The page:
Addicted to soap operas, reality tv, or the nightly news? Are you anxiously waiting for your weekend entertainment and the onslaught of your favorite junk foods? Thousands of shows, so little time, what will you watch?
My love affair with television began in the early 60’s. Programming was limited to 3 channels; mostly westerns, comedies, and a few cop shows. We loved it. Fuzzy black & white screens did not dilute the excitement we felt as we gathered “round the tube,” using our imaginations to paint in the colors.
As a society, we watched in awe, unaware of the impact our viewing would have on our attitudes and beliefs about ourselves and our world.
I was an avid reader and consider myself fortunate. As a kid there was only so much one could get out of westerns and the bumbling antics of the Three Stooges. Kids back then played outside. We were on a constant vision quest, and nature gave us everything we needed.
The 70’s ushered in a whole new era. Replete with morning soaps and Friday night Dallas. Life was sweet gathered around the television, munching on popcorn while waiting anxiously to see what demonic plans egocentric J.R. Ewing had in store for his competition. And it just got better and better. Knots Landing was birthed. Followed by Dynasty. That was living!!
Or was it? Does television entertainment really make us happy? Can happiness be found living vicariously through others’ fictitious lives? Maybe. But it’s a temporary contentment. What happens when your show is over? What do you do, watch another show while you eat yourself into a gastric coma? Doesn’t sound like happiness and it sure isn’t living.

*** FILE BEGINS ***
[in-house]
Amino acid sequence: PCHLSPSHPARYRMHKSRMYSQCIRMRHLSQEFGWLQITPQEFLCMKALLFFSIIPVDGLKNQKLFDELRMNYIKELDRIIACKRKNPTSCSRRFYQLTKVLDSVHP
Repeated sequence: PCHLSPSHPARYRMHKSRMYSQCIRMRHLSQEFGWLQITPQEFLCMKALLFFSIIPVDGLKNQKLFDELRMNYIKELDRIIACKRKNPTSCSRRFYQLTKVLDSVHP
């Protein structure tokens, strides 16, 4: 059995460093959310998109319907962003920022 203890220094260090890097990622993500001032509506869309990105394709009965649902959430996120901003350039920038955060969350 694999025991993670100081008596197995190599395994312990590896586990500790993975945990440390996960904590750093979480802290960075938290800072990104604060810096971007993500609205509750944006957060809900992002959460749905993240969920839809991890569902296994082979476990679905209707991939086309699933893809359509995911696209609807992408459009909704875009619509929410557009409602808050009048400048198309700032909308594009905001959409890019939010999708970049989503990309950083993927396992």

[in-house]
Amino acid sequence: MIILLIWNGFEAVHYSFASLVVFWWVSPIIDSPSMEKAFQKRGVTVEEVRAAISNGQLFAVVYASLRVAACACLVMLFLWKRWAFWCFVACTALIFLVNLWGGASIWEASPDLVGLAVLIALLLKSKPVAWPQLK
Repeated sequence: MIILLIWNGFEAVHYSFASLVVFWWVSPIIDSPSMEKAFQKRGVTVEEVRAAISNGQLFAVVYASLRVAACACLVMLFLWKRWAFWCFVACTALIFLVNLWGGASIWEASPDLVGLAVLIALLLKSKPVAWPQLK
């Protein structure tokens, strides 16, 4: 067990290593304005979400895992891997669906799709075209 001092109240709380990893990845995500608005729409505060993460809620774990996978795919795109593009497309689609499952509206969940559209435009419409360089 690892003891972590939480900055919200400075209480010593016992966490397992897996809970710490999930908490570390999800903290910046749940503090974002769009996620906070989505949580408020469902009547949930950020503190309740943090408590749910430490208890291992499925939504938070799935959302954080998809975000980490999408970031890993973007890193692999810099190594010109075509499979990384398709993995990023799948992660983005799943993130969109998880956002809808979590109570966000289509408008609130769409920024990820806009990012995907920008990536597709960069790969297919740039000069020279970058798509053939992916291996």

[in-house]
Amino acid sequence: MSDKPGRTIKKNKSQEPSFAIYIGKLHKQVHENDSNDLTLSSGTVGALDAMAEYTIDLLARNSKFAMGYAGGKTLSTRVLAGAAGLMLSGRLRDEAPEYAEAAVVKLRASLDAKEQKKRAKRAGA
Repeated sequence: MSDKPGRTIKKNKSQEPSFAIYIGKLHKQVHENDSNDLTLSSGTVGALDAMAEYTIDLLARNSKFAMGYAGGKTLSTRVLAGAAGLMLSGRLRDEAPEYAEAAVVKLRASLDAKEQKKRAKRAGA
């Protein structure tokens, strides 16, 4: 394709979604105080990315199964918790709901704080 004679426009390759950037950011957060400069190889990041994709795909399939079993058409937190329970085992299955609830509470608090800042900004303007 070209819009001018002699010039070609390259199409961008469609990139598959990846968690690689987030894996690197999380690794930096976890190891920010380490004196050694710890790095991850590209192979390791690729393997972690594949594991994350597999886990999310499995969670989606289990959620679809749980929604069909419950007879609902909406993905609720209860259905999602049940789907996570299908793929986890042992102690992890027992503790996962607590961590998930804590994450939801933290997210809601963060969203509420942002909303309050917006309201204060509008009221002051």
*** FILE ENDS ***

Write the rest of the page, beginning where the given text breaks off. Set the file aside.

I woke up one day after 20 years of ABC soaps. Specifically, All My Children. When I realized, my life was centered around a television show I questioned its meaning. Why was I hooked on something that distracted me from the most important thing in life, ME.
Much like a workaholic (I was that too), television keeps us on a treadmill. Looking outside ourselves and never looking inward. Asking questions like, “Who am I and why am I here?”
We aren’t meat suits born to be drones; working inferior jobs, consuming mass quantities of toxic food with the naïve belief that television is something that is good for us. According to experts, excessive television is dangerous to your health…
Kilr Kravings: The good, the bad, the illusory…
Minding Your Mind